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बेसिक इंग्लिश का दूसरा सत्र (कक्षा प्रारंभ : 22 अक्तूबर, शाम 3:30 से 5:30)
Fiscal Deficit Could Fall Under 4%
Oct 06, 2014

For the first time in seven years, the fiscal deficit could fall below 4 per cent of GDP, as buoyant tax receipts and disinvestment proceeds, along with lower spending on food and fuel subsidies, improve the balance sheet. However, it’s early days still, but if the current trends on both the expenditure and revenue sides continue, the fiscal deficit could lie between 3.9 per cent and 4 per cent in 2014-15. 

Optimism stems from lower crude oil prices and delay in the rollout of the Food Security Act—which are likely to together help cut the total expenditure bill of Rs. 17.94 lakh crore by about Rs 30,000 crore. 

A spurt in economic activities is already translating into higher than estimated tax collections. And the continued bull run is expected to ensure that disinvestment proceeds meet, if not exceed, the target of Rs 58,425 crore.

The last time fiscal deficit was under 4 per cent of GDP was in 2007-08 (2.7 per cent), after which it soared to 6 per cent in the wake of the global financial crisis. Fiscal deficit in 2013-14 was 4.5 per cent of GDP. A lowered fiscal deficit will be a significant achievement for the Government, which has been trying to convince rating agencies of its commitment to fiscal consolidation. A higher sovereign rating would translate into more investments.

Former finance minister P. Chidambaram had estimated a fiscal deficit of 4.1 per cent in the Interim Budget in February. Finance minister Arun Jaitley retained the target in his Budget in July.

Lower global crude prices could translate into savings of Rs. 10,000 crore this fiscal, but only if this trend persists. Crude was trading at lower prices in international markets, much below the finance ministry’s estimate of $110 per barrel, on the basis of which it has allocated Rs 63,426.95 crore as fuel subsidy for 2014-15. Deregulating the price of diesel could bolster the fiscal further. Again, while the Budget had pegged food subsidy at Rs. 1,15,000 crore for the current fiscal, calculations show the delay in implementing the law could result in savings of about Rs. 20,000 crore.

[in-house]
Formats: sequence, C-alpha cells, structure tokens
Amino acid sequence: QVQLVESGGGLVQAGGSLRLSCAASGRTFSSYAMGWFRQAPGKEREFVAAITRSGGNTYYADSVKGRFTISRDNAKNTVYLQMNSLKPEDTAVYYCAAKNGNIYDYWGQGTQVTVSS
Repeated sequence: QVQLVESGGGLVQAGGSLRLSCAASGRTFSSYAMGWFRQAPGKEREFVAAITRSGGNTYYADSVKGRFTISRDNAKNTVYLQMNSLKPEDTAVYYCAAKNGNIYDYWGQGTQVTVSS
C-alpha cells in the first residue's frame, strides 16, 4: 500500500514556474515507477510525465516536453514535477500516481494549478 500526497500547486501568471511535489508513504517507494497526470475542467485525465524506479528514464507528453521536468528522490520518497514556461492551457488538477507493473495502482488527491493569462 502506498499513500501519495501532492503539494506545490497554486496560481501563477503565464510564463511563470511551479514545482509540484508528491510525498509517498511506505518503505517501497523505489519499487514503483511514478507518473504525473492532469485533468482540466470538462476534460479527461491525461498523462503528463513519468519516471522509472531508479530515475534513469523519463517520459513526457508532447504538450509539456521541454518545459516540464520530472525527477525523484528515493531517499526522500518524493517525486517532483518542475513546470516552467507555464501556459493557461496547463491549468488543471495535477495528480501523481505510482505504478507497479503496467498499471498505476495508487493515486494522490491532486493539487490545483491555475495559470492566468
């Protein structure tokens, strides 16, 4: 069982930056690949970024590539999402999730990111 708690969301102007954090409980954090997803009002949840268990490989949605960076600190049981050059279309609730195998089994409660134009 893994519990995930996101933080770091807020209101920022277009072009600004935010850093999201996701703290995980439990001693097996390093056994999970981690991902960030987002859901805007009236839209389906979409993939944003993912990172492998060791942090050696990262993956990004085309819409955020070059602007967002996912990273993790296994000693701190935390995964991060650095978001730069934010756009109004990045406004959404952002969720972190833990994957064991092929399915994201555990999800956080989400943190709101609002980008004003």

Half the financial year is over, and some states are not keen to implement the National Food Security Act. There will definitely be savings on this account. The finance ministry is also confident that improved market sentiments will translate into success for its big disinvestments in Coal India, ONGC and Steel Authority of India Ltd.

The ministry is also hopeful of good tax collections on the back of a modest recovery in the economy. For 2014-15, tax receipts are estimated at Rs. 9.77 lakh crore. On the non-tax revenue front, the Reserve Bank of India had transferred a surplus of Rs. 56,000 crore to the government.

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